Claire Rosen Types of Economis Storyboard 1

Claire Rosen Types of Economis Storyboard 1
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  • Let's begin by learning about command economies.
  • Students: North Korea.
  • Does anyone think that they can give me an example of this type of economy.
  • Another type of economy is a market economy, which is quite the opposite of a command economy.
  • Can anyone tell me a scenario that would be an example of a market economy?
  • As I rushed into school, I felt a sudden wave of excitement come over me, because I remembered that today we were going to learn about the different types of economies.
  • I think I know!
  • Mrs. Smith explained that a command economy is an economy where the government owns and control's the resources. My classmates and I were easily able to think of North Korea as an example because from history class and watching the news, we had learned that North Korea's government has a lot of control in their country.
  • Traditional economies produce things the way they have always been produced.
  • Mrs. Smith further explained that a market economy is different from a command economy because a market economy is an economy where resources are owned and controlled by the people who live there.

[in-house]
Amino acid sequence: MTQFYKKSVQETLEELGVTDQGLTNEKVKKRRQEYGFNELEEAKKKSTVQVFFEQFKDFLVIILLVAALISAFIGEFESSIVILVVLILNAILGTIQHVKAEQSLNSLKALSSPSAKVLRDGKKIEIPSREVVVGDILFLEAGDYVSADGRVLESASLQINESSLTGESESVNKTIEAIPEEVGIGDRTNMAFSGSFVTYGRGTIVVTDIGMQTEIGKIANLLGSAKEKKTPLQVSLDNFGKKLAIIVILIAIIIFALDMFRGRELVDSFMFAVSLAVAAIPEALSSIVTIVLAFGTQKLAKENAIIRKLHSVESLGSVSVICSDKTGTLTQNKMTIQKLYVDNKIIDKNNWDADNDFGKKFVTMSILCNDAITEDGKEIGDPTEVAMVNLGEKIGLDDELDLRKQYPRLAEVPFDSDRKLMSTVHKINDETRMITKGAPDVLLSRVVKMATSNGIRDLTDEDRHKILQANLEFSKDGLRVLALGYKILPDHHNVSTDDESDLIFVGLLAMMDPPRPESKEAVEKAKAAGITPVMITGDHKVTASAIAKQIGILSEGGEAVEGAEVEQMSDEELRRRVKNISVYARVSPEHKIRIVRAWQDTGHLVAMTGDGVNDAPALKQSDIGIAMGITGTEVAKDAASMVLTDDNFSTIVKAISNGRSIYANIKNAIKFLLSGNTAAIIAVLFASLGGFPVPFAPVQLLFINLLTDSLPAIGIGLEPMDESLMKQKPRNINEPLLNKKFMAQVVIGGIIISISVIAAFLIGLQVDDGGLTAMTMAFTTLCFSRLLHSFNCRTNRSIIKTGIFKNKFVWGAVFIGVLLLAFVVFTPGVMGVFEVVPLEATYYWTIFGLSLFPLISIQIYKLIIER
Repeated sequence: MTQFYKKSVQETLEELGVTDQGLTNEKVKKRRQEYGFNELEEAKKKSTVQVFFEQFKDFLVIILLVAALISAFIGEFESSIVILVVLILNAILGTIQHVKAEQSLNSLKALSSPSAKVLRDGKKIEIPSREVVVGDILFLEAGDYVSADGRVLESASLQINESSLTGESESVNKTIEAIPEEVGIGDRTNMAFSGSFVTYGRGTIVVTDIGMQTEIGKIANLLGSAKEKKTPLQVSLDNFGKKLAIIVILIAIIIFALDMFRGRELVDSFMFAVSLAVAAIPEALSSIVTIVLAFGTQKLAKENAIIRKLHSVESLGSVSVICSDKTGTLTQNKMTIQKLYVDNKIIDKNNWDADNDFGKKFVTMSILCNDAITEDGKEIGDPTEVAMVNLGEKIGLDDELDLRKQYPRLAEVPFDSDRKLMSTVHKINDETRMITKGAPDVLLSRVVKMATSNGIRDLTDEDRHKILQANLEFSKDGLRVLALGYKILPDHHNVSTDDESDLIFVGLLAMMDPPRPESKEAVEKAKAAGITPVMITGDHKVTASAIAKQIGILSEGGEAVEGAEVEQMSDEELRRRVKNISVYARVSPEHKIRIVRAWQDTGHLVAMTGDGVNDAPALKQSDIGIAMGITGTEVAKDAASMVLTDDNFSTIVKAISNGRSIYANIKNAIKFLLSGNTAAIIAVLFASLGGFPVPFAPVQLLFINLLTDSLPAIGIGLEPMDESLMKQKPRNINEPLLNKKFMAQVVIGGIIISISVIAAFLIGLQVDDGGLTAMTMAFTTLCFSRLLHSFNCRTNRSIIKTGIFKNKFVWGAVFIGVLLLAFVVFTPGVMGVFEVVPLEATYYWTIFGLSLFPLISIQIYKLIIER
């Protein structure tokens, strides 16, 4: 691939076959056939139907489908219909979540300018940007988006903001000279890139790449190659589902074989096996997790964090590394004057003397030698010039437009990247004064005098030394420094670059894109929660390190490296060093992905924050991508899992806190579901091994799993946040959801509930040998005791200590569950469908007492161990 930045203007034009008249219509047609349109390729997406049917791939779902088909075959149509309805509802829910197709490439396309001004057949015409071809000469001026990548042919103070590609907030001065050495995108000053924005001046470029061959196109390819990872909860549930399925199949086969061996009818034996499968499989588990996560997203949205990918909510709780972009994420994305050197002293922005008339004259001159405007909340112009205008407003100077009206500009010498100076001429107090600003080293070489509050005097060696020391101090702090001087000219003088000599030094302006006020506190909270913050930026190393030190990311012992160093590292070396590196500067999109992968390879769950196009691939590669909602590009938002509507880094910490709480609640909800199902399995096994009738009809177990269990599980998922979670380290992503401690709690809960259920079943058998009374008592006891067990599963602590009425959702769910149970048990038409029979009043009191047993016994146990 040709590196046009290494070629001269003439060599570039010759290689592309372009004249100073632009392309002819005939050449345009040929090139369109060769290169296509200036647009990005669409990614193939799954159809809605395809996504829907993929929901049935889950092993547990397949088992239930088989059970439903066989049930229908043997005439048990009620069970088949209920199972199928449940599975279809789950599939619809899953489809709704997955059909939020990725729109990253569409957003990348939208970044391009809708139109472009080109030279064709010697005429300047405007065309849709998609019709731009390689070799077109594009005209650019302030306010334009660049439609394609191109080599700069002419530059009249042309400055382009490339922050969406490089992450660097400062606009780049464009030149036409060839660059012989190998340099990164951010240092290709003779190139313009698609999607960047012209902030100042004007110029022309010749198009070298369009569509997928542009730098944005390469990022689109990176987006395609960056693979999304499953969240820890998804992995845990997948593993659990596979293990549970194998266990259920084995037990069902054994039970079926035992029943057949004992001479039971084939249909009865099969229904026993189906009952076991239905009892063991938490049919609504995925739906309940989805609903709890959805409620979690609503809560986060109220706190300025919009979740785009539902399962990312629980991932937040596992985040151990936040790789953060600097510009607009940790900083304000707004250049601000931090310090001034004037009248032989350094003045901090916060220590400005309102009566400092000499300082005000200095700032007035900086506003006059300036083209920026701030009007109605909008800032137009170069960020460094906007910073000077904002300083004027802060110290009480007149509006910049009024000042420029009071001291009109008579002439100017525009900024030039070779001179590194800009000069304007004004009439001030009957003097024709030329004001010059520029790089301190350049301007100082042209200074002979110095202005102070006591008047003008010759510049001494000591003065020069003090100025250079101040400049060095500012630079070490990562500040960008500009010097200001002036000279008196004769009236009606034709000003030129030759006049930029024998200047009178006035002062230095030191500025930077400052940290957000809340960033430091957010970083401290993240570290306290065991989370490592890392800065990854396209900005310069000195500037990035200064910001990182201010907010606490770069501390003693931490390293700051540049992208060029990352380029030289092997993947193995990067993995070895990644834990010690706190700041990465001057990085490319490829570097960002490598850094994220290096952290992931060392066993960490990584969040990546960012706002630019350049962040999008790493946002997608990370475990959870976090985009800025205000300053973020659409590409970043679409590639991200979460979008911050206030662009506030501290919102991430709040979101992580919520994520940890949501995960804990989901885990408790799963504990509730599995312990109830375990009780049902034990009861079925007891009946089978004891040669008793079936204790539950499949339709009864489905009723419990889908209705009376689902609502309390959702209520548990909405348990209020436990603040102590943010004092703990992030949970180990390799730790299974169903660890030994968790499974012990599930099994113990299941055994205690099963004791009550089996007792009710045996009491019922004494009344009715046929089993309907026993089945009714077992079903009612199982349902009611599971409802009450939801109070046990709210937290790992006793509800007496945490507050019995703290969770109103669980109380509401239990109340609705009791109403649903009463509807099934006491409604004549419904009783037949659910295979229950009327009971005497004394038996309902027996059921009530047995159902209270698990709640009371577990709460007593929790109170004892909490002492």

• Wow! There are a lot of countries with mixed economies.
  • At first, my classmates and I struggled when thinking of an example. However, Sarah answered by saying that an example would be an environment where people make, buy, and sell in the market place in order to answer the three economic questions and make their own economic choices. A place where they practice this is the United Kingdom.
  • We then learned about traditional economy, which is a type of economy in which goods and services are produced the way they always have been. These economies operate according to the country's customs and focus on meeting basic needs. When we asked for an example, Mrs. Smith informed us that this type of economy is present in most underdeveloped countries.
  • This type of economy exists in many underdeveloped countries.
  • After describing that a mixed economy is an economy that combines aspects of command and market economy, Mrs. Smith told us to think of an example for homework, which I discussed with my classmates on the ride home. At first, we were completely puzzled, but as we thought about it more, we realized that most countries follow this economy. In fact, the United States can even be considered a mixed economy.
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